Board Expands Property Tax Exemption for Solar Panels
An owner may claim a tax exemption for solar power systems that generate net metering credits used to offset the electric bills of other properties he owns, according to a recent Appellate Tax Board rule. The Board broadly interpreted the statute that authorizes the exemption, rejecting the Department of Revenue’s narrower opinion that only solar panels creating energy for use on-site are exempt.
While a win for solar advocates, the decision constrains municipalities. In this case, the Board of Assessors of the Town of Westborough had assessed a personal property tax of almost $40,000 over two years on a 5-acre parcel. The property hosted a 240 kW solar photovoltaic (PV) system. The property owner, a Massachusetts corporation wholly owned by an individual, applied the net metering credits to his other properties, including an automotive service company, car washing and detailing business, personal residence, and eight condominium units. The property owner successfully argued for the tax abatement, and the Board found no “unintended abuse” where the individual is the sole owner of the other taxable properties.
Clause Forty-Fifth of M.G.L. Chapter 59, Section 5 exempts certain solar powered systems from local property taxes for twenty years from the date of installation. The Board noted that Clause Forty-Fifth requires only that the exempt solar system be used as a “primary or auxiliary power system” to “supply the energy needs of property that is subject to Massachusetts property tax” in order to be eligible for the exemption. Adopted long before the enactment of net metering legislation, the Clause makes no reference to net metering or remote properties.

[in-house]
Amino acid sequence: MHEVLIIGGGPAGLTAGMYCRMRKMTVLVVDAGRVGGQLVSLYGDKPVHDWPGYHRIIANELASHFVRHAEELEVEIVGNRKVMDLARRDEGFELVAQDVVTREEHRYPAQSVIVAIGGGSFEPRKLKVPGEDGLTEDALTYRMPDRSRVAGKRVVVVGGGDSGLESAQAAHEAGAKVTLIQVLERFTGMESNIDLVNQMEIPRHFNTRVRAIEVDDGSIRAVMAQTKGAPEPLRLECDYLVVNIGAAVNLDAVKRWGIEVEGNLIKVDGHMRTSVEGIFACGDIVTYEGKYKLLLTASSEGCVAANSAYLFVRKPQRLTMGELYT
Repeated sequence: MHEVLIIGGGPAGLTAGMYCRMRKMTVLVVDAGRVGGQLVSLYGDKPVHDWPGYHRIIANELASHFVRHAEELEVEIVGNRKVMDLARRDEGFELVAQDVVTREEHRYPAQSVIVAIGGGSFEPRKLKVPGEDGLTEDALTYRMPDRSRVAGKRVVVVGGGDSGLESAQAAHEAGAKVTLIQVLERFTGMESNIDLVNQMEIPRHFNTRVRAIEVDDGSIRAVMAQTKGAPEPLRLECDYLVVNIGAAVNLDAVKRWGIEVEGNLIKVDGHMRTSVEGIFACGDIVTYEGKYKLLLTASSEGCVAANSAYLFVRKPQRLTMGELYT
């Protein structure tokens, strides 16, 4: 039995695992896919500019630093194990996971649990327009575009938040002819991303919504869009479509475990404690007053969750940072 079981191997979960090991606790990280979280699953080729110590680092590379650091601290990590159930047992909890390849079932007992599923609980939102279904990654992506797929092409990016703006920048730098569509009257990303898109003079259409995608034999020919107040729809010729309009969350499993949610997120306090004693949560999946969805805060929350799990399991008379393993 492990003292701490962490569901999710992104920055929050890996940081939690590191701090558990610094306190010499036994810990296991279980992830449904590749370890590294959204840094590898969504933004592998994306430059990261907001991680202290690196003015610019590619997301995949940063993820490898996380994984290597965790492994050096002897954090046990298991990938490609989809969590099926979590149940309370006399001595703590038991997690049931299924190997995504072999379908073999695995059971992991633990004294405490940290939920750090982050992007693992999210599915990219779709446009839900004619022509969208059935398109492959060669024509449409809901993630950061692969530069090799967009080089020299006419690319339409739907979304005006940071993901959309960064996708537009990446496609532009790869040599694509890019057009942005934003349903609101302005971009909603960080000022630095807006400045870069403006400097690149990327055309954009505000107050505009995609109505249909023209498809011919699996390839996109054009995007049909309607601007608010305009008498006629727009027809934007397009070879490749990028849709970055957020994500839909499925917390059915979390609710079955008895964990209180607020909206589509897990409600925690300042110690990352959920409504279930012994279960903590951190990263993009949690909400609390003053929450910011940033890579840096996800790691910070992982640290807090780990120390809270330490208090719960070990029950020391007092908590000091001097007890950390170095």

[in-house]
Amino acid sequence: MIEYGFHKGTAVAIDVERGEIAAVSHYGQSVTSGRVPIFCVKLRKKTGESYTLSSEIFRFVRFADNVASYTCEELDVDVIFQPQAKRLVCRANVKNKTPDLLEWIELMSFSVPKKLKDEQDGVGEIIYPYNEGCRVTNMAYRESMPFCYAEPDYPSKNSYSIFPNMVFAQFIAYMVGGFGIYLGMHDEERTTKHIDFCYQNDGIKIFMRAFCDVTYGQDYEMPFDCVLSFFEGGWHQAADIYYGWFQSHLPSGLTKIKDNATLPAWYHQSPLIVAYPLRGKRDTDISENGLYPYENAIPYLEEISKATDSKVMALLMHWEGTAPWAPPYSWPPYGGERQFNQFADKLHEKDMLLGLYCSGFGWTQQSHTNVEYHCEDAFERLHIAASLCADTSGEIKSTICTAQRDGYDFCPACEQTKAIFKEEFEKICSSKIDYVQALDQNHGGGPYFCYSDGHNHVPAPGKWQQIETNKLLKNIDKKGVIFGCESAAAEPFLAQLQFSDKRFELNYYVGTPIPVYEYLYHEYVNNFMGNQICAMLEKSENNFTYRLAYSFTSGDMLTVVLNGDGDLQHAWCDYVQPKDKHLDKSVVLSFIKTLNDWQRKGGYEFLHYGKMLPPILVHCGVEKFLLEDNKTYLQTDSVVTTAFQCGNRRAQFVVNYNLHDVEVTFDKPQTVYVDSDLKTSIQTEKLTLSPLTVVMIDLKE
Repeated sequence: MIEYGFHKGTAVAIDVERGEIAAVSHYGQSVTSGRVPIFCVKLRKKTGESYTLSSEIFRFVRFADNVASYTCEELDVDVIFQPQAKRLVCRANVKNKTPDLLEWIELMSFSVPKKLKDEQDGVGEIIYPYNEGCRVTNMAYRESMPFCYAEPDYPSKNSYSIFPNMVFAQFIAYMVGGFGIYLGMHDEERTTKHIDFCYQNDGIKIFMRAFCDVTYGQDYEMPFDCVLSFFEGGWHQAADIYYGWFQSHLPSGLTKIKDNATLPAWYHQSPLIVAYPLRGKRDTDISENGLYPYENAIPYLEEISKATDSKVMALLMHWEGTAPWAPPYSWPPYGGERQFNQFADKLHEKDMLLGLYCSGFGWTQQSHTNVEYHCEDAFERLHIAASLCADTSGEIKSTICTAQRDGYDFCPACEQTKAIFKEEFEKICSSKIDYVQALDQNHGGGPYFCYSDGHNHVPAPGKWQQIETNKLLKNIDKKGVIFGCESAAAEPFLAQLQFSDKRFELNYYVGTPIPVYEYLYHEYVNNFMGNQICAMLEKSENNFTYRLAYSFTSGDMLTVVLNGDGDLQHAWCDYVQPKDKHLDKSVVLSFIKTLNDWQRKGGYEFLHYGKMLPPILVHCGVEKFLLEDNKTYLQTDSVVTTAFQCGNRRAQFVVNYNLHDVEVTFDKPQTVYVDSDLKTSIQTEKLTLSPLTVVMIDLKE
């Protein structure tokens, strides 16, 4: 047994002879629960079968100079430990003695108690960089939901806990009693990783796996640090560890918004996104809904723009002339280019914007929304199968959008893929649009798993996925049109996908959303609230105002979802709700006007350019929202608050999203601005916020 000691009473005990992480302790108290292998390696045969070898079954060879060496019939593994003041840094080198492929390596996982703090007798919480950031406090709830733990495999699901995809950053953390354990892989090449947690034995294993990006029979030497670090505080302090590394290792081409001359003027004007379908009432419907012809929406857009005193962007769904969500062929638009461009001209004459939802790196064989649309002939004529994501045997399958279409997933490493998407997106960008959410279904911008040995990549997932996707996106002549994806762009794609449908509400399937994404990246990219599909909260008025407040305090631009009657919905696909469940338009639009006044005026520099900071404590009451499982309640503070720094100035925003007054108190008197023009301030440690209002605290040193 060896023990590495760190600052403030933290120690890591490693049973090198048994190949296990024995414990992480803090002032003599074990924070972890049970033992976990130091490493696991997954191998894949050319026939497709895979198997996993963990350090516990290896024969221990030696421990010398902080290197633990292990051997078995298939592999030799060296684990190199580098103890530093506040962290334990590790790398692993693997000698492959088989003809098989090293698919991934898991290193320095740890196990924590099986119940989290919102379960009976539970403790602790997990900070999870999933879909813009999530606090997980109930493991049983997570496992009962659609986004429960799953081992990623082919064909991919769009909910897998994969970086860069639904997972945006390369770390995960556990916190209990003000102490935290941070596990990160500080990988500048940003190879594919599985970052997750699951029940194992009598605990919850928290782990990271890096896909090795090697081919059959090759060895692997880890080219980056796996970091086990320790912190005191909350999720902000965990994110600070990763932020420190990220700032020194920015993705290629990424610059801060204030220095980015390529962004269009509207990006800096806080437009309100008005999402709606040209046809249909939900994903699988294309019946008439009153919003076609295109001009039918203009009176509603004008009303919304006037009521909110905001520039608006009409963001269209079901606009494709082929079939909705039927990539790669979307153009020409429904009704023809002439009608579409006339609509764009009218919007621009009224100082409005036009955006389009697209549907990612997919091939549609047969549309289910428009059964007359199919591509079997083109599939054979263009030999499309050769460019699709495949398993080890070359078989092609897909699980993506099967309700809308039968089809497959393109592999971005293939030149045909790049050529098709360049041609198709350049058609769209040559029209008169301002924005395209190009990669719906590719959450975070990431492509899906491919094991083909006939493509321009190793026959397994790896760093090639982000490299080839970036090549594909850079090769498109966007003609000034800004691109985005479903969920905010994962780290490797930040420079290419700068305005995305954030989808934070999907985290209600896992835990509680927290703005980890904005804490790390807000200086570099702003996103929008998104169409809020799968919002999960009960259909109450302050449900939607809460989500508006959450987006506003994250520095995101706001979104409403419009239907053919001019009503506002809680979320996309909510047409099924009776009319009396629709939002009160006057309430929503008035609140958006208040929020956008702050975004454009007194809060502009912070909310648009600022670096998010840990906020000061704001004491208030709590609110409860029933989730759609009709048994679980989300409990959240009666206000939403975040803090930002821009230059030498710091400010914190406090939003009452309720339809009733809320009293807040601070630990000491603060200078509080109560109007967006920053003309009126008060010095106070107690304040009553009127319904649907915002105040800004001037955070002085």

The Board held that the Department’s interpretation made an “illusory distinction” in viewing the tax exemption as applying only to solar systems supplying energy to the same or a contiguous parcel. The Board stated that Massachusetts “derives the benefit of a shift of a portion of the production of energy to greener, more renewable resources” whether net metering is involved or not.
The Board did not reach the issue of whether tax exemption would also apply if a taxpayer sold or assigned the net metering credits generated by the solar panels on his or her property to a another person.
It remains to be seen if the Town’s assessors decide to appeal the decision. The case is Forrestall Enterprises, Inc. v. Board of Assessors of the Town of Westborough, ATB 2014-1025, December 4, 2014.
The Department of Revenue’s earlier interpretation of the tax exemption statute can be found in Opinion Letter No. 2013-296 (May 14, 2013) and Opinion Letter No. 99-753 (Dec. 6, 1999).
Image Credit: Collin Key
Posted In: Solar Energy